Parliament should guide the development of a National Strategic Plan on Gender-Based Violence, which is multisectoral, co-ordinated and inclusive with a strong monitoring and evaluation component to hold all to account, and this should be fully costed. The Plan should be developed in collaboration with civil society and should be expanded to include all forms of gender-based violence.
Currently, South Africa’s legislative framework concerning prostitution is one that declares it illegal. However, the law does not protect those who sell sex, often out of necessity, making them vulnerable to abuse by their clientele or the police, stigma, unfair discrimination, random arrests, the denial of medication, violence and exploitation, as well as driving prostitution and those who sell sex to the periphery of society.
A number of organisations stated in their submission to the Panel that, among other things, the Act drives prostitution and those who sell sex to the periphery of society. Here they experience stigma, unfair discrimination, violence and exploitation. The arrest of those who sell sex for acts that they have not committed (under municipal by-laws) where they are fined is abuse of the law to deliberately persecute a specific group of people (unfair discrimination and violation of the right to equality before the law).
There are cases of poor health care services provided to those who sell sex from public health facilities due to stigma and discrimination by health care workers; and criminalisation of prostitution leads to high levels of abuse by the police, including requests for free sex in exchange for not arresting, displaying of photographs of suspected prostitutes in police stations, and placing of transgender women who sell sex in male cells.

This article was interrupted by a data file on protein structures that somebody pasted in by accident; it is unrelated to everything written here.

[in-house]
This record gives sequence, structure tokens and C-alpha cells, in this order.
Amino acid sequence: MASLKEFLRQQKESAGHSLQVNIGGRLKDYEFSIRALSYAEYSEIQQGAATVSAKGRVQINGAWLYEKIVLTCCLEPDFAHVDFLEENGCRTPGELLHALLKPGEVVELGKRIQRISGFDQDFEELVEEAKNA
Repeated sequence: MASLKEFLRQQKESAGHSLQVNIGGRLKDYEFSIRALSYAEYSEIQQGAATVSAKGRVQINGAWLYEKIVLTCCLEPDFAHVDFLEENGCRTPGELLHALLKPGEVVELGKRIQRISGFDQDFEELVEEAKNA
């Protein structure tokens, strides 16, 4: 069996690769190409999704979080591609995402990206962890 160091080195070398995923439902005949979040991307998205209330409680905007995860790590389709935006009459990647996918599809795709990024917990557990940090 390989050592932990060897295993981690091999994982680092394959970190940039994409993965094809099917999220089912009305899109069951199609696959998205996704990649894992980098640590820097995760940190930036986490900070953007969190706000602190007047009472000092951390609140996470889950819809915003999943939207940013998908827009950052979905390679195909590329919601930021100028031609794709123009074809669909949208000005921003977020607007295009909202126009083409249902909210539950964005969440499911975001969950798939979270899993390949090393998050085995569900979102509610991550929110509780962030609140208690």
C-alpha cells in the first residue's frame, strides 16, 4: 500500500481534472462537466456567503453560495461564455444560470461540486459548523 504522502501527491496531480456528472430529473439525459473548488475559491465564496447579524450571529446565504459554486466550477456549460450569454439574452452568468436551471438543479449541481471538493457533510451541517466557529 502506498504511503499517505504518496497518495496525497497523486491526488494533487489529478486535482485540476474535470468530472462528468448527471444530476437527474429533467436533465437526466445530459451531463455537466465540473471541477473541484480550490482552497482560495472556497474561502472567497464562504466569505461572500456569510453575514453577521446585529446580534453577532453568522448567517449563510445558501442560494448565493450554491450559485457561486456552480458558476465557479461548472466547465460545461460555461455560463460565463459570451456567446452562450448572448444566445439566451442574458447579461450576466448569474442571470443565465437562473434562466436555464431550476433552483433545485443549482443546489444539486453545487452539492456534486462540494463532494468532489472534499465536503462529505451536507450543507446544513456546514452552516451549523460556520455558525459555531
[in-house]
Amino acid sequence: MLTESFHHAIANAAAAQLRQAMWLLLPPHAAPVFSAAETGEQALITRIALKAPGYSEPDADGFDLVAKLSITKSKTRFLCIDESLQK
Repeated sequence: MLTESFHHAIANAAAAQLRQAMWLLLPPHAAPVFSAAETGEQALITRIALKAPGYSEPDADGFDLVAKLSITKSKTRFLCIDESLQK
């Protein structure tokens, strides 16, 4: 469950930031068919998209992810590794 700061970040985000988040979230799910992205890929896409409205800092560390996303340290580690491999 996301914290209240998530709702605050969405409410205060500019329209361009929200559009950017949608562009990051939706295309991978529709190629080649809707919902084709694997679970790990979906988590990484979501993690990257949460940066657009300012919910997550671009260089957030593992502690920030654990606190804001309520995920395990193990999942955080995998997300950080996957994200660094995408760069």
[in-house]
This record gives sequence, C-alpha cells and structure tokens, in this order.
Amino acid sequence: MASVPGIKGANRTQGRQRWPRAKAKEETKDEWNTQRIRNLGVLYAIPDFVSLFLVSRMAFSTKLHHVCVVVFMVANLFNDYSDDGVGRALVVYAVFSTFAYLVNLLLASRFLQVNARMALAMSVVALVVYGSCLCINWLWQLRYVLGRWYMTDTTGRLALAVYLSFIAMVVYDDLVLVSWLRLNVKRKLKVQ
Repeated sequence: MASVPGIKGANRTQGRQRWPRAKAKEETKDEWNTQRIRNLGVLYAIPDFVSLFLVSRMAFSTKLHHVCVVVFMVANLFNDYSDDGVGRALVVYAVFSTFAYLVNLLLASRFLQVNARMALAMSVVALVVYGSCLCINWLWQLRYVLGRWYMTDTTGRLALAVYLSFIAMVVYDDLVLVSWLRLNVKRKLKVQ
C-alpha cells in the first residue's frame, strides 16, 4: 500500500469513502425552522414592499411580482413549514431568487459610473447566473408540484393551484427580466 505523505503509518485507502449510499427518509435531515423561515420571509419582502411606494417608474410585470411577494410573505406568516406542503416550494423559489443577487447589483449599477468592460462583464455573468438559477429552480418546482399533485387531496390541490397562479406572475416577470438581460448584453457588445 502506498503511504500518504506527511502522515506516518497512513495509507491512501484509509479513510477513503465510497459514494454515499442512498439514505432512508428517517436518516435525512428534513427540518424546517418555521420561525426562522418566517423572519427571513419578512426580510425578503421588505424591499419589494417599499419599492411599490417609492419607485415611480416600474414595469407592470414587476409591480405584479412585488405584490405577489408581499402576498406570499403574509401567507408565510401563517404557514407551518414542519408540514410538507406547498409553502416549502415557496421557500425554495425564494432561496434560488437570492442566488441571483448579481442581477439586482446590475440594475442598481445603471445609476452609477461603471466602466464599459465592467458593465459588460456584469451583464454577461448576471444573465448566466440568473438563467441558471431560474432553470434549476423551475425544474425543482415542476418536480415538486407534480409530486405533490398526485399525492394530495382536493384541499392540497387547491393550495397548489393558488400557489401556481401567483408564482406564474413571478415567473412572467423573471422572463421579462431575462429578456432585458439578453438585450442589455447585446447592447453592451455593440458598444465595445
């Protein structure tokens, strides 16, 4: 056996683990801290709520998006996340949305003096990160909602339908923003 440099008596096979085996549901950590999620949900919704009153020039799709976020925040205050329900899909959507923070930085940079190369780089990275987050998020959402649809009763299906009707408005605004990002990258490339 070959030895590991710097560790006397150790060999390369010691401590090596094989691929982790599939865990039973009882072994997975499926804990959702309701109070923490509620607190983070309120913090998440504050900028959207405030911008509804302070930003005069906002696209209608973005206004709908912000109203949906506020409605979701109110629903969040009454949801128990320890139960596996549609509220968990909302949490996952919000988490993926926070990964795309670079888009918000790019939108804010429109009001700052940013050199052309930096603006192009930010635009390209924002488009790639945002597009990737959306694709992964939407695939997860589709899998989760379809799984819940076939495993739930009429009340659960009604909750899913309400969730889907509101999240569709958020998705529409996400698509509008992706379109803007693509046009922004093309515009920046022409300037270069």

Parliament should use its powers to introduce the following legislative changes to the Criminal Law (Sexual Offences and Related Matters) Act 32 of 2007 with regard to protecting those who sell sex:
- the Act should be amended to decriminalise prostitution in order to remove the unintended consequences arising from the criminalisation of prostitution for those who sell sex; and
- other legislative provisions contained in national, provincial and municipal legislation criminalising prostitution for those who sell sex or making it an offence should also be amended.
Refugees, migrants and stateless people
The Immigration Act has a unique role in nation-building and social cohesion. It is a key enabler of human rights and the determination of the status of foreign nationals, and the issuance of visas and permits is important in defining their legal status and thus in protecting their rights, which are guaranteed by the Constitution of the Republic of South Africa. However, there are provisions of the Immigration Act 13 of 2002 that have been declared unconstitutional, including the denial of the automatic right of detainees to appear in court, and others that inhibit implementation of an effective immigration system.
During several encounters between the Portfolio Committee on Home Affairs, the Select Committee on Social Services, and the Department of Home Affairs, there have been several short-term and long-term recommendations that have been made to address challenges with the Act.
Parliament should consider having regular annual mandatory dedicated parliamentary social cohesion forums with the relevant departments and stakeholders to obtain feedback from departments and input from the public on progress with the implementation of legislation relating to foreign nationals, including the Immigration Act 13 of 2002, the Refugee Act 130 of 1998, the South African Citizenship Act 88 of 1995, and the Births and Deaths Registration Act 51 of 1992.
Building democracy through active citizenship and governance